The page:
I’m really sick of people calling what’s happening right now “the new normal”, especially when it comes to schools. Nothing about the current efforts to cobble together an online replica of the classroom will replace the traditional face-to-face experience.
Since the beginning of this mess, I’ve been reading all kinds of predictions about how American education will change as a result of the reaction to COVID-19. Some speculate that school will be drastically altered as a result of this catastrophe.
I don’t buy any of it.
While schools will have some minor differences when they fully open again (I doubt masks will disappear completely, for example), I doubt the fundamentals of the education process will be altered in any way.
The standard academic calendar will remain. Classrooms will still be largely teacher-directed. The curriculums students are required to absorb won’t be changing. Kids will be presented with the same tests, scored in the same way, and they will be placed in the usual ranking order.
Schools budgets will continue to devote far too much to athletic programs that benefit relatively few students (other than as audience members). And far too little to art, music, theater, and other creative endeavors that involve many students with greater long-term benefits.1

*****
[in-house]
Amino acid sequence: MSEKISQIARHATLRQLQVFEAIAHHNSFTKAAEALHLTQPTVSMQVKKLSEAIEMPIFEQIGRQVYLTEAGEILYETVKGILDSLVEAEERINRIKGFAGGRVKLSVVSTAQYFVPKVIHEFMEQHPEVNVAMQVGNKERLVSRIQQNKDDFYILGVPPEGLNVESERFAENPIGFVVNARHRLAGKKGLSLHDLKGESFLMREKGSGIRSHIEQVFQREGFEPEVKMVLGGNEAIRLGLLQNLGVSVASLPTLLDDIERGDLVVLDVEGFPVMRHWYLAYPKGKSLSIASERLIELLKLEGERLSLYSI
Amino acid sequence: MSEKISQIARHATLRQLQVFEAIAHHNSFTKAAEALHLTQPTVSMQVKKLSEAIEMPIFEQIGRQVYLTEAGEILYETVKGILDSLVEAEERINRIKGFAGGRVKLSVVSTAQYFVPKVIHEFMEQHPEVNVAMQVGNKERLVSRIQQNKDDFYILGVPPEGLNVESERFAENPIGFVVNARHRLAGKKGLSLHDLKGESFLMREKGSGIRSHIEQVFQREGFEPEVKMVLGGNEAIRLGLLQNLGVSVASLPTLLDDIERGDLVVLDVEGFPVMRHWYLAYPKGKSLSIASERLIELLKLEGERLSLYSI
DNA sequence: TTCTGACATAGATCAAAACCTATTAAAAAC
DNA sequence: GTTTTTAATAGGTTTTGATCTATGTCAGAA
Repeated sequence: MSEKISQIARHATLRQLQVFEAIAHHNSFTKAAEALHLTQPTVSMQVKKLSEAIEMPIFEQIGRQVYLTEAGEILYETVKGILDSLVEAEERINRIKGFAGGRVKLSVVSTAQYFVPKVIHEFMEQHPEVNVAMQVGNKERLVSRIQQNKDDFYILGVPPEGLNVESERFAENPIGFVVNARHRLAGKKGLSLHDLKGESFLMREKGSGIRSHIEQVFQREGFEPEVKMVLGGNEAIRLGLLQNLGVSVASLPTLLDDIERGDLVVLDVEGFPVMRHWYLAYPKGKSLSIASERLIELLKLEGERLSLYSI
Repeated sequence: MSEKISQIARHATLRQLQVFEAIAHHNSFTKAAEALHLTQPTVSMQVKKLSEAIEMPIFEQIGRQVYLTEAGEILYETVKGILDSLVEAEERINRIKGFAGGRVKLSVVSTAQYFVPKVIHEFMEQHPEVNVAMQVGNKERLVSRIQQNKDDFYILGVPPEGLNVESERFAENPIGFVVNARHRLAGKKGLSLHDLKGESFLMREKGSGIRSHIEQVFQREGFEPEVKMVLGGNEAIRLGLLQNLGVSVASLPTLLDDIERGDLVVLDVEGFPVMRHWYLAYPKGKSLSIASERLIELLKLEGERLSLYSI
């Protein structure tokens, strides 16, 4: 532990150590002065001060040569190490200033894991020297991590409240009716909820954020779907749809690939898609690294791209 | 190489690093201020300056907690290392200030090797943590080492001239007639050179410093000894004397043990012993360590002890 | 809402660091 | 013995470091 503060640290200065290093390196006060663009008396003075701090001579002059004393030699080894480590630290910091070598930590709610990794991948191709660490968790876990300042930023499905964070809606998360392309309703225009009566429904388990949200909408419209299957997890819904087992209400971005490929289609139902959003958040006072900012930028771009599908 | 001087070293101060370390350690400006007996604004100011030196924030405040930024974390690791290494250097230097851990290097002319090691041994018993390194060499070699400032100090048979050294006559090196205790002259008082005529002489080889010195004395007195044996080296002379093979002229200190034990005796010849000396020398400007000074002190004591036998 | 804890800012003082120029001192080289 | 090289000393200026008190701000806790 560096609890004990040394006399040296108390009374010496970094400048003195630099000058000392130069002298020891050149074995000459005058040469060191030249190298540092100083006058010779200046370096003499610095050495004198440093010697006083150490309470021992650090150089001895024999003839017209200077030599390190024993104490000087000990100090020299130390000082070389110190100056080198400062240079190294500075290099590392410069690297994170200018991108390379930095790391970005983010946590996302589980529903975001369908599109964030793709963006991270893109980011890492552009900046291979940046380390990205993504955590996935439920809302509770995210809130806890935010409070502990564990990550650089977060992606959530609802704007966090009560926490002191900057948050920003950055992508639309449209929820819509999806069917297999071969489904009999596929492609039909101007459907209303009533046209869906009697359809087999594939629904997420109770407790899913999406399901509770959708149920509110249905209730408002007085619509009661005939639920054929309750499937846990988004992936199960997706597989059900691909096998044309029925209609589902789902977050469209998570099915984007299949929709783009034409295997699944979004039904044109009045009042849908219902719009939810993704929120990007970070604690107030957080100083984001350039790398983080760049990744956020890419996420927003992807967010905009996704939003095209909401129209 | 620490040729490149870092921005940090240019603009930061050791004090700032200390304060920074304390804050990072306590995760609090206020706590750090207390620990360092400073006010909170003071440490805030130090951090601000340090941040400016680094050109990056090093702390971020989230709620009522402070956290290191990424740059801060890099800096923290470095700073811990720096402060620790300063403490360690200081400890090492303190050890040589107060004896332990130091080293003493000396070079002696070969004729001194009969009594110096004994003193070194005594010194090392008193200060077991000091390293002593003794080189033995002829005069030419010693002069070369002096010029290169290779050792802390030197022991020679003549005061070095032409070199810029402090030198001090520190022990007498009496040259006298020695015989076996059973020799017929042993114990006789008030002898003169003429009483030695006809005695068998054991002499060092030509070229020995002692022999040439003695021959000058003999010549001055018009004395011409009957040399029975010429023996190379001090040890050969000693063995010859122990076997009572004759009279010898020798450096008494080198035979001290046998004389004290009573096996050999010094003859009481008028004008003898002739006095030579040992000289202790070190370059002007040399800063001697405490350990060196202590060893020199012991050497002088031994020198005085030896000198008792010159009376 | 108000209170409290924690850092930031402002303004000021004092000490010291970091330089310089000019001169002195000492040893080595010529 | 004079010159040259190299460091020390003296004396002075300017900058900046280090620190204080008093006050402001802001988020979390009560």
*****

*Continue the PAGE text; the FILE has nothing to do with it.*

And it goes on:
Anyway, stop calling what’s going on now the “new normal”. There is a tremendous desire out there – from teachers, parents, and students – to snap the current existence back to the version of school that’s now fondly thought of as normal.
As soon as that world can safely be restarted, it will be.
Which is not to say there aren’t many things about school that might be altered based on what we learn about ourselves and our students during this chaotic year (or more). Some thoughts about that later.
The image is the cover of the current issue of Tech & Learning magazine, and one more thing to set off this rant.
1. Just look at the research. And please don’t tell me that teen-age concussions “build character”.